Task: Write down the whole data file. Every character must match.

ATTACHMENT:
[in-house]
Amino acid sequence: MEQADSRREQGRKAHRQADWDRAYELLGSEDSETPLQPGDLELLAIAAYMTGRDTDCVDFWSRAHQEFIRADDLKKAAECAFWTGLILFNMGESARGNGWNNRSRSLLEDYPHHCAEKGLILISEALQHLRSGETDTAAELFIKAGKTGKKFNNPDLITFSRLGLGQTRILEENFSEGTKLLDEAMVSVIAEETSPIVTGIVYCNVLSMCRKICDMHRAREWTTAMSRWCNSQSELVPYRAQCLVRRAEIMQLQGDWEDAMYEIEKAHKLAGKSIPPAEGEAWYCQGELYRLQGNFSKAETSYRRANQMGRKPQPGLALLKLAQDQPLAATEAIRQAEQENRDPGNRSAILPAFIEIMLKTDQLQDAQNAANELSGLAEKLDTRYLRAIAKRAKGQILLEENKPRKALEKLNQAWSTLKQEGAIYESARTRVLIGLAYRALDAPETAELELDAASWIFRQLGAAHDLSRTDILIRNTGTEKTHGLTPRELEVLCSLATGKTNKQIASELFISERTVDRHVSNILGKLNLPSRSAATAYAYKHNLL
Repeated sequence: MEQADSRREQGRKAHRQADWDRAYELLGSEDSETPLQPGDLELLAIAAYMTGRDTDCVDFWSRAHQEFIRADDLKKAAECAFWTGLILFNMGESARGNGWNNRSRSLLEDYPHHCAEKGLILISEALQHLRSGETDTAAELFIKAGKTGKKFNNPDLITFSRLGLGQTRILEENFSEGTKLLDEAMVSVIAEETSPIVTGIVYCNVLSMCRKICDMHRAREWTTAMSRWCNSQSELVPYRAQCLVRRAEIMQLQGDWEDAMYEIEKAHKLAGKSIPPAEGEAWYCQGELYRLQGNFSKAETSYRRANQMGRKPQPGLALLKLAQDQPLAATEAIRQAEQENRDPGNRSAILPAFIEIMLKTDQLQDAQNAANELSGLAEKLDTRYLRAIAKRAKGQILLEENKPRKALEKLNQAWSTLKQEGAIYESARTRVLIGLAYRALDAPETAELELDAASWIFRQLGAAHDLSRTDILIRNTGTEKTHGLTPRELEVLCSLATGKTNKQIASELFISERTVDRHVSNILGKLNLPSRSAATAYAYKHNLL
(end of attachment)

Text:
[in-house]
Amino acid sequence: MEQADSRREQGRKAHRQADWDRAYELLGSEDSETPLQPGDLELLAIAAYMTGRDTDCVDFWSRAHQEFIRADDLKKAAECAFWTGLILFNMGESARGNGWNNRSRSLLEDYPHHCAEKGLILISEALQHLRSGETDTAAELFIKAGKTGKKFNNPDLITFSRLGLGQTRILEENFSEGTKLLDEAMVSVIAEETSPIVTGIVYCNVLSMCRKICDMHRAREWTTAMSRWCNSQSELVPYRAQCLVRRAEIMQLQGDWEDAMYEIEKAHKLAGKSIPPAEGEAWYCQGELYRLQGNFSKAETSYRRANQMGRKPQPGLALLKLAQDQPLAATEAIRQAEQENRDPGNRSAILPAFIEIMLKTDQLQDAQNAANELSGLAEKLDTRYLRAIAKRAKGQILLEENKPRKALEKLNQAWSTLKQEGAIYESARTRVLIGLAYRALDAPETAELELDAASWIFRQLGAAHDLSRTDILIRNTGTEKTHGLTPRELEVLCSLATGKTNKQIASELFISERTVDRHVSNILGKLNLPSRSAATAYAYKHNLL
Repeated sequence: MEQADSRREQGRKAHRQADWDRAYELLGSEDSETPLQPGDLELLAIAAYMTGRDTDCVDFWSRAHQEFIRADDLKKAAECAFWTGLILFNMGESARGNGWNNRSRSLLEDYPHHCAEKGLILISEALQHLRSGETDTAAELFIKAGKTGKKFNNPDLITFSRLGLGQTRILEENFSEGTKLLDEAMVSVIAEETSPIVTGIVYCNVLSMCRKICDMHRAREWTTAMSRWCNSQSELVPYRAQCLVRRAEIMQLQGDWEDAMYEIEKAHKLAGKSIPPAEGEAWYCQGELYRLQGNFSKAETSYRRANQMGRKPQPGLALLKLAQDQPLAATEAIRQAEQENRDPGNRSAILPAFIEIMLKTDQLQDAQNAANELSGLAEKLDTRYLRAIAKRAKGQILLEENKPRKALEKLNQAWSTLKQEGAIYESARTRVLIGLAYRALDAPETAELELDAASWIFRQLGAAHDLSRTDILIRNTGTEKTHGLTPRELEVLCSLATGKTNKQIASELFISERTVDRHVSNILGKLNLPSRSAATAYAYKHNLL